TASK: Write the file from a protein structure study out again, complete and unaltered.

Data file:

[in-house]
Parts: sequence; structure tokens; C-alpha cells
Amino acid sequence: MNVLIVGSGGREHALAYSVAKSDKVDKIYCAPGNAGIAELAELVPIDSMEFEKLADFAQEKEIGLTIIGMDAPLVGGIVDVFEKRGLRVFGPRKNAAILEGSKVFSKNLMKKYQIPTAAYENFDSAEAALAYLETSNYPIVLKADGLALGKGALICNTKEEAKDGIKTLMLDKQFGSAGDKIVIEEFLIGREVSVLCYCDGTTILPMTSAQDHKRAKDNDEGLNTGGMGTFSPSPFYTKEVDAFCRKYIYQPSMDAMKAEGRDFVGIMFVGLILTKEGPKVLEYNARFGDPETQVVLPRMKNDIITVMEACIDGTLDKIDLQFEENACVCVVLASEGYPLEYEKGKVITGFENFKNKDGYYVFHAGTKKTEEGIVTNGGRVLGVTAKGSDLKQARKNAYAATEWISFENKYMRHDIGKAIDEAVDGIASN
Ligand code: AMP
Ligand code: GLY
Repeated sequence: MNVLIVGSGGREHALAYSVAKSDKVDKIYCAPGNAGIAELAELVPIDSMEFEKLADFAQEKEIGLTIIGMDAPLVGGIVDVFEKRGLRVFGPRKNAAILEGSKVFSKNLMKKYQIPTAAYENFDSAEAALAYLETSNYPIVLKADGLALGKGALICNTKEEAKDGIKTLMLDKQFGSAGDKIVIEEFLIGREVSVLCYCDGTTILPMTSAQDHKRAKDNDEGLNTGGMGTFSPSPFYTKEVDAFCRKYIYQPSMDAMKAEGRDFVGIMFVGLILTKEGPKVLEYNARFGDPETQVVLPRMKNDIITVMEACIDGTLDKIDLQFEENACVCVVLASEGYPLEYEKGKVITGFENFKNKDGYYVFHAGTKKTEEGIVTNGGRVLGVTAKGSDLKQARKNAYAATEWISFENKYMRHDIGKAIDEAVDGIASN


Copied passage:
[in-house]
Parts: sequence; structure tokens; C-alpha cells
Amino acid sequence: MNVLIVGSGGREHALAYSVAKSDKVDKIYCAPGNAGIAELAELVPIDSMEFEKLADFAQEKEIGLTIIGMDAPLVGGIVDVFEKRGLRVFGPRKNAAILEGSKVFSKNLMKKYQIPTAAYENFDSAEAALAYLETSNYPIVLKADGLALGKGALICNTKEEAKDGIKTLMLDKQFGSAGDKIVIEEFLIGREVSVLCYCDGTTILPMTSAQDHKRAKDNDEGLNTGGMGTFSPSPFYTKEVDAFCRKYIYQPSMDAMKAEGRDFVGIMFVGLILTKEGPKVLEYNARFGDPETQVVLPRMKNDIITVMEACIDGTLDKIDLQFEENACVCVVLASEGYPLEYEKGKVITGFENFKNKDGYYVFHAGTKKTEEGIVTNGGRVLGVTAKGSDLKQARKNAYAATEWISFENKYMRHDIGKAIDEAVDGIASN
Ligand code: AMP
Ligand code: GLY
Repeated sequence: MNVLIVGSGGREHALAYSVAKSDKVDKIYCAPGNAGIAELAELVPIDSMEFEKLADFAQEKEIGLTIIGMDAPLVGGIVDVFEKRGLRVFGPRKNAAILEGSKVFSKNLMKKYQIPTAAYENFDSAEAALAYLETSNYPIVLKADGLALGKGALICNTKEEAKDGIKTLMLDKQFGSAGDKIVIEEFLIGREVSVLCYCDGTTILPMTSAQDHKRAKDNDEGLNTGGMGTFSPSPFYTKEVDAFCRKYIYQPSMDAMKAEGRDFVGIMFVGLILTKEGPKVLEYNARFGDPETQVVLPRMKNDIITVMEACIDGTLDKIDLQFEENACVCVVLASEGYPLEYEKGKVITGFENFKNKDGYYVFHAGTKKTEEGIVTNGGRVLGVTAKGSDLKQARKNAYAATEWISFENKYMRHDIGKAIDEAVDGIASN